Please note: This story contains descriptions of the deaths of three babies and may trigger trauma responses in some readers.
At the coalface of the system collapse, in the corridors of the Dora Nginza Hospital where the desperate and final calls for help from doctors and nurses have been ignored for three months, the bodies of three tiny babies weighing only 800g are counted as another statistic. These little fighters, who had already overcome massive odds to live, received the final death knell from a health system which in large parts of the province has been abandoned by those who can reverse the situation.
Late on Monday night the Eastern Cape MEC for Health, Nomakhosazana Meth, admitted the dire situation in the hospital’s neonatal ward, adding that some babies were dying because they could not be admitted by either the intensive care or high care units.
“The neonatal unit has perennially run at over 100% bed occupancy, and for the past few months [more than five months] the number of newborns in the unit has consistently been between 100 and 110. These babies have been admitted into a space for 70, which has obviously led to overcrowding and increased risk of infection.
“Indeed, there have been outbreaks of antibiotic-resistant infections which has led to deaths of some newborns. In January to February 2021, there was an outbreak of [such an infection] due to overcrowding which led to the death of at least three babies. Others have died because the neonatal ICU and neonatal high care were full and they could not be accommodated.
“The nursing staff complement is inadequate for the 70 beds, and hopelessly so for the 110 neonates that are usually admitted into the unit. The nursing staff needs for the neonatal unit need to be employed in a phased approach within the available budget,” Meth said.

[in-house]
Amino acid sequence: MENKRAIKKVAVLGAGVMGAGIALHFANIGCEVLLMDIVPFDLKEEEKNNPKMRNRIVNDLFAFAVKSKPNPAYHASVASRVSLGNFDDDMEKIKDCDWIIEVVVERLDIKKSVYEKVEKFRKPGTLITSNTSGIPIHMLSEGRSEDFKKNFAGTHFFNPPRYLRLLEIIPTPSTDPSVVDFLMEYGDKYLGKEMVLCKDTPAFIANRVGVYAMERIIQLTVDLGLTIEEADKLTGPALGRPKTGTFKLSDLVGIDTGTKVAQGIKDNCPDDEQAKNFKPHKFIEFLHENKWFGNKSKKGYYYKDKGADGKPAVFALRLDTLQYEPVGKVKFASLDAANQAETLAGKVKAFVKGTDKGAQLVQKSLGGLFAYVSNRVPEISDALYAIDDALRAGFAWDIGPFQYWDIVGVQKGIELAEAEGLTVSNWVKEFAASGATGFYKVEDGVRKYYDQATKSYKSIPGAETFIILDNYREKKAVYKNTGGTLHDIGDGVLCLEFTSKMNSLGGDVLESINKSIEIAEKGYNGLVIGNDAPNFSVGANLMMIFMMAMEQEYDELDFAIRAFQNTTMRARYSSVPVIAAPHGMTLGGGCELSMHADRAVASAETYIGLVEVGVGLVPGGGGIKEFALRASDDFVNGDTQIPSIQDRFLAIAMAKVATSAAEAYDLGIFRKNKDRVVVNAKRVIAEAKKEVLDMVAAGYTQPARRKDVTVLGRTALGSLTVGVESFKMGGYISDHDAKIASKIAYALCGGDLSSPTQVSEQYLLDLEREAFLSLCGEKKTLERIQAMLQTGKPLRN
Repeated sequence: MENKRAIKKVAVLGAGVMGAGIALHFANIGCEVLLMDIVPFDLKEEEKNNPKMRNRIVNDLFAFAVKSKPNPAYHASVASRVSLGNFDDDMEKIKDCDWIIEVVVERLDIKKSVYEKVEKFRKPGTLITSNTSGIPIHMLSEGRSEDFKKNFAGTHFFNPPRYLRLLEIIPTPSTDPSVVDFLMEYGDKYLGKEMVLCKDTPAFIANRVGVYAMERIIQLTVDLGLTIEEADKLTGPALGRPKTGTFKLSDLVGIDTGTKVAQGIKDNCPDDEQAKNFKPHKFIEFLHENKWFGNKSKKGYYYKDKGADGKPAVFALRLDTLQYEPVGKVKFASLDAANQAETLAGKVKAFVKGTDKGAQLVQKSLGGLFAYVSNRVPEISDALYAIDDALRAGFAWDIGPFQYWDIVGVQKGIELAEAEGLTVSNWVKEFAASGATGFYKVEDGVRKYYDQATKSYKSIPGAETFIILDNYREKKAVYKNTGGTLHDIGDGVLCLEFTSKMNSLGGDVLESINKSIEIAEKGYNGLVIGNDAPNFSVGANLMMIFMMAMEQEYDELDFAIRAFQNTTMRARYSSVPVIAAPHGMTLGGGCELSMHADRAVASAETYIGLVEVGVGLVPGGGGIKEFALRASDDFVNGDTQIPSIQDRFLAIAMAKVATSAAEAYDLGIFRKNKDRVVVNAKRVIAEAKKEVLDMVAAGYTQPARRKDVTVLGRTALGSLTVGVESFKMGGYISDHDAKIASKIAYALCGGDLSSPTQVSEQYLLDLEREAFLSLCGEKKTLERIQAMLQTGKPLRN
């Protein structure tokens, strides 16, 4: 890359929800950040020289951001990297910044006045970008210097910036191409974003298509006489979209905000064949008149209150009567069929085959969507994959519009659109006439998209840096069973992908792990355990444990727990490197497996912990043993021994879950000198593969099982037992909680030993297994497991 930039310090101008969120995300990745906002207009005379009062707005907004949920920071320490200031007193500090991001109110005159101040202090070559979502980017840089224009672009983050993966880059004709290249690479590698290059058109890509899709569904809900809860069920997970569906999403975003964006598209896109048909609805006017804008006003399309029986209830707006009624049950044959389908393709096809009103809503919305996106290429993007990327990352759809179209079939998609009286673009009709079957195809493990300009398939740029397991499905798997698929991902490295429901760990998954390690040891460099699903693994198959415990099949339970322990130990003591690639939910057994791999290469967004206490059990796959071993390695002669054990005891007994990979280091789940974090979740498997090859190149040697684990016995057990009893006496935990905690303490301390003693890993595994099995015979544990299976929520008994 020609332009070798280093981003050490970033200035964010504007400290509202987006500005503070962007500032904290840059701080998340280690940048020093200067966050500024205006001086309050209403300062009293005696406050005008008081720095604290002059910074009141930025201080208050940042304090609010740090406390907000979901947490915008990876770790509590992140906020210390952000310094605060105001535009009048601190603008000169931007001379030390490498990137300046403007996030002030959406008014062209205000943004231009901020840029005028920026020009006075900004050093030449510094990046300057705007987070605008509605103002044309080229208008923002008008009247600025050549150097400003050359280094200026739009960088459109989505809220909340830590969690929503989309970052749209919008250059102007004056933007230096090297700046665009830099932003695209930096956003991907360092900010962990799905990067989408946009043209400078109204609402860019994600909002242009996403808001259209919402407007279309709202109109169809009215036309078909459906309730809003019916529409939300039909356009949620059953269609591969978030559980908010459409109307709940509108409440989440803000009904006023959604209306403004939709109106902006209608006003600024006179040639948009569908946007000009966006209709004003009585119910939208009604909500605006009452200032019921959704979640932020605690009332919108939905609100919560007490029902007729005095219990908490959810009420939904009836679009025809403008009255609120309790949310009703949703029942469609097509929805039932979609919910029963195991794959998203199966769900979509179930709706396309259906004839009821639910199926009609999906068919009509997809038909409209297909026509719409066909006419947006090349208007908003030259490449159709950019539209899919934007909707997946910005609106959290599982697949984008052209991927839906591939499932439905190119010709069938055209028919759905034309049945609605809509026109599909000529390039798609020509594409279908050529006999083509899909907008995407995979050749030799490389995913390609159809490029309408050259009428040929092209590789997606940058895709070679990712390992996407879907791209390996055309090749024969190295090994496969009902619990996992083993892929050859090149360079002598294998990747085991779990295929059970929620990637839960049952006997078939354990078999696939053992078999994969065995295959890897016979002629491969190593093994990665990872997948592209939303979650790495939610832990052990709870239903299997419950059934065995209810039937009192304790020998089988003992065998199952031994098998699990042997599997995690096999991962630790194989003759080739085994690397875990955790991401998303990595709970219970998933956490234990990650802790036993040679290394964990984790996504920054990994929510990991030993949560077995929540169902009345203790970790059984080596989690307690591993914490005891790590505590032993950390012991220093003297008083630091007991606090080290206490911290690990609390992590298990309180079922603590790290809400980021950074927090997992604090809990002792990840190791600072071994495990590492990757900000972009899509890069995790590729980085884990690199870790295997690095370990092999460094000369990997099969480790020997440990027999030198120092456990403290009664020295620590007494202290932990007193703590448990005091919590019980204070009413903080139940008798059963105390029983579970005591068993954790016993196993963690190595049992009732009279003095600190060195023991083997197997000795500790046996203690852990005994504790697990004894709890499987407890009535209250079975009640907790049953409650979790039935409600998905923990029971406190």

To add to this week’s crisis, the acting superintendent of the Eastern Cape Department of Health, Dr Sibongile Zungu, was recalled on Monday to the national Department of Health. Another acting superintendent was appointed in her place as the department battles severe financial problems and a critical shortage of medical staff.
Three months after their desperate letter to leaders, pleading for help, was ignored, the staff at Dora Nginza Hospital’s neonatal intensive care unit had another three dead babies on their hands.
All of them tiny, all weighing less than a kilogram.
One was accidentally killed when his mother allegedly put hand sanitiser instead of medicine in his feeding tube. A nurse had asked the mothers to help her as the unit had become dangerously understaffed. The South African Human Rights Commission is investigating this death.
Another died an agonising death when the cotton wool meant to protect his eyes shifted over his nose and throat and smothered him. He had to get UV light treatment for jaundice but the Department of Health had failed to order enough eye protectors in time. Nurses were trying to make a plan to save his life.
The third fell out of a body warmer where nurses were trying to keep him warm and alive because there was no incubator for him. He died of his injuries.
Earlier in the year three more had died of hospital-acquired lung infections because the ward was dangerously overcrowded, with babies having to share an incubator. Fourteen others became very ill. It was the third such outbreak in four years.
The deaths shook the doctors and nurses to their core.
Their message in their final missive to “Bhisho”, as the headquarters of the Eastern Cape Department of Health is known in the hospital halls, was simple and tragic:
“According to Sections 27 and 28 of the South African Constitution, children have a right to access healthcare and a right to basic healthcare services. At this point in time we are failing [newborns] at Dora Nginza Hospital. This letter serves as a plea for the urgent and immediate support of the Department of Health in meeting our space, equipment and staffing needs.”
The bureaucrats remained unmoved. They did not bother to reply.
But those who dedicated their lives to saving the smallest of humans had to keep fighting.
They were still facing the trauma of having to save and resuscitate barely alive babies who were taken from where their exhausted mothers gave birth without anyone to help them.